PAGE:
written by: Panagiotis Michalatos and Andrew Payne
Most digital design involves surface modeling. Even so called “solid” modeling software is based on representations where a “solid” is that which is enclosed by a set of boundaries (known as boundary representations or ‘Brep’ for short). While digital representations of solid objects are often treated as homogeneous and discrete entities, the reality is somewhat different. In the real world, material distributions are continuous and varied. Yet, with regard to architectural components, the variability of material within a volume is usually concealed (ie. porosity of bricks, various types of reinforcements for concrete structures, etc.) and is rarely taken into account during the early design process. With the advent of 3d printing techniques, a new possibility emerges - allowing us the ability to reconsider the aesthetic and mechanical properties of visible reinforcement. In this post we discuss a structural optimization method in conjunction with the possibility of treating structural elements as living in a material continuum that renders objects and reinforcements fuzzy.
Topology optimization is a form finding technique which seeks to optimize a certain material distribution with given boundary conditions (ie. types of supports and loads). It departs from standard form finding techniques in that it assumes that a volume of virtual material can continuously vary its stiffness or density throughout space. Until now the final step of this process involved a cut off threshold; a sharp boundary of hard solid material and void. However intermediate steps of topology optimization suggest grey zones of intermediate material stiffness. These results were usually discarded as unrealistic from a fabrication point of view. With multi material printing we can experiment and speculate about possible realizations of such fuzzy structural objects. The analysis and design of the experiments presented here were carried out using the tools Topostruct (a standalone application) and Millipede (a plugin for Grasshopper) created by Panagiotis Michalatos and Sawako Kaijima.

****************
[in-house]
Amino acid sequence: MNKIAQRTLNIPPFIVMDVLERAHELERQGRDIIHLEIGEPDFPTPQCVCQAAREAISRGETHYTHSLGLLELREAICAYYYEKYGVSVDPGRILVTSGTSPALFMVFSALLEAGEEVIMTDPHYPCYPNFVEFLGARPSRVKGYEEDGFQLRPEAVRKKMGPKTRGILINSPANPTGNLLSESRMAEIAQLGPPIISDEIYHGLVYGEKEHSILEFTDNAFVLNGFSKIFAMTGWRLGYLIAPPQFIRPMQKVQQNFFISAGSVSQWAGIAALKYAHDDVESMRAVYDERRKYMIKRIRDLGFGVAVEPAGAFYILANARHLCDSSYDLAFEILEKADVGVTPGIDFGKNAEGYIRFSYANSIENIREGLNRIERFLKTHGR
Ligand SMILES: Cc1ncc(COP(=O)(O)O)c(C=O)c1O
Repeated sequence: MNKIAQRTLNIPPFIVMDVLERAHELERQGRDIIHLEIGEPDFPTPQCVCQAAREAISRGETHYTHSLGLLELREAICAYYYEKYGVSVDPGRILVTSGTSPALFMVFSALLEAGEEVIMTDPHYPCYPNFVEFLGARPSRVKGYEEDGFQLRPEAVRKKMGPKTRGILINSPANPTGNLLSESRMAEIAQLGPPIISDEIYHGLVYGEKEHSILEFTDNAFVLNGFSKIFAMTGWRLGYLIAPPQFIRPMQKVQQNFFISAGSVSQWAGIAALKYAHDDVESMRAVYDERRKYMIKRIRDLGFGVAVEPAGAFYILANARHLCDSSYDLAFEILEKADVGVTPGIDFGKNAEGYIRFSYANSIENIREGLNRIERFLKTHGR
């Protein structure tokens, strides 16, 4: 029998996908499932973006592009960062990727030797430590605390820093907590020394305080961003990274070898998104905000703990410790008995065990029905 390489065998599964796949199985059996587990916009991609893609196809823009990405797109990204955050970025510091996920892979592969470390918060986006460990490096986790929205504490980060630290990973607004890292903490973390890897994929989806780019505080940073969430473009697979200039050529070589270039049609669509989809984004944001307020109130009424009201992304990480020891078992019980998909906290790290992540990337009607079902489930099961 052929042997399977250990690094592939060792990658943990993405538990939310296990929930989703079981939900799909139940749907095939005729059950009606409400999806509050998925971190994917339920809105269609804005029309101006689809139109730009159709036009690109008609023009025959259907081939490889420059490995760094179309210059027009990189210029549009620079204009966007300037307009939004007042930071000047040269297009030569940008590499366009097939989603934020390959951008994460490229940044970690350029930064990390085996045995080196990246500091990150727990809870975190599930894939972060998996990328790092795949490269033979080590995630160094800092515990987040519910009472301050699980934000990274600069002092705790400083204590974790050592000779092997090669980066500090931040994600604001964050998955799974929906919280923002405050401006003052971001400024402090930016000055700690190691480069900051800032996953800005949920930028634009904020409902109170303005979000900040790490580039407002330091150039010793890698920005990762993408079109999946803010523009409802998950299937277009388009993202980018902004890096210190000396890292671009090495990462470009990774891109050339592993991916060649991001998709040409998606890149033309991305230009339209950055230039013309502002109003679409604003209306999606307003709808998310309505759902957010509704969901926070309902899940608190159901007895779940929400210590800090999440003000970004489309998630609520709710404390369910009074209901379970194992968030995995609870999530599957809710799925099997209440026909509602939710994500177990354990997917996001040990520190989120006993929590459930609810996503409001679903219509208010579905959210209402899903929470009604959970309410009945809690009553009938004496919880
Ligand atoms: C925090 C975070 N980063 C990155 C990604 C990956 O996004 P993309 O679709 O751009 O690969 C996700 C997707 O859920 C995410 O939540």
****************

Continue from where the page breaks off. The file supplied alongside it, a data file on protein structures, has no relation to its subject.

Three experiments were conducted: the first is the design of a chair using standard topology optimization techniques and interpretation (single solid material), the second was a new type of truss/beam element with fuzzy visible reinforcement (soft transparent material encasing gradations of a harder bone-like structure), and the last one was a similar interpretation to the cantilevering slab which produces patterns reminiscent of a leaf (since leaves solve the same structural problem).
Example 1: A chair
The chair example uses topology optimization to gradually remove material from a solid volume on which the actions of a person seating are applied (ie. vertical and horizontal loads for the seating position). 3d printing allows us the ability to materialize the intricate structures that emerge especially around moment connections.
Figure 1: from left to right: Initial boundary volume setup for chair configuration and successive steps of material redistribution through topology optimization. Darker areas designate denser material.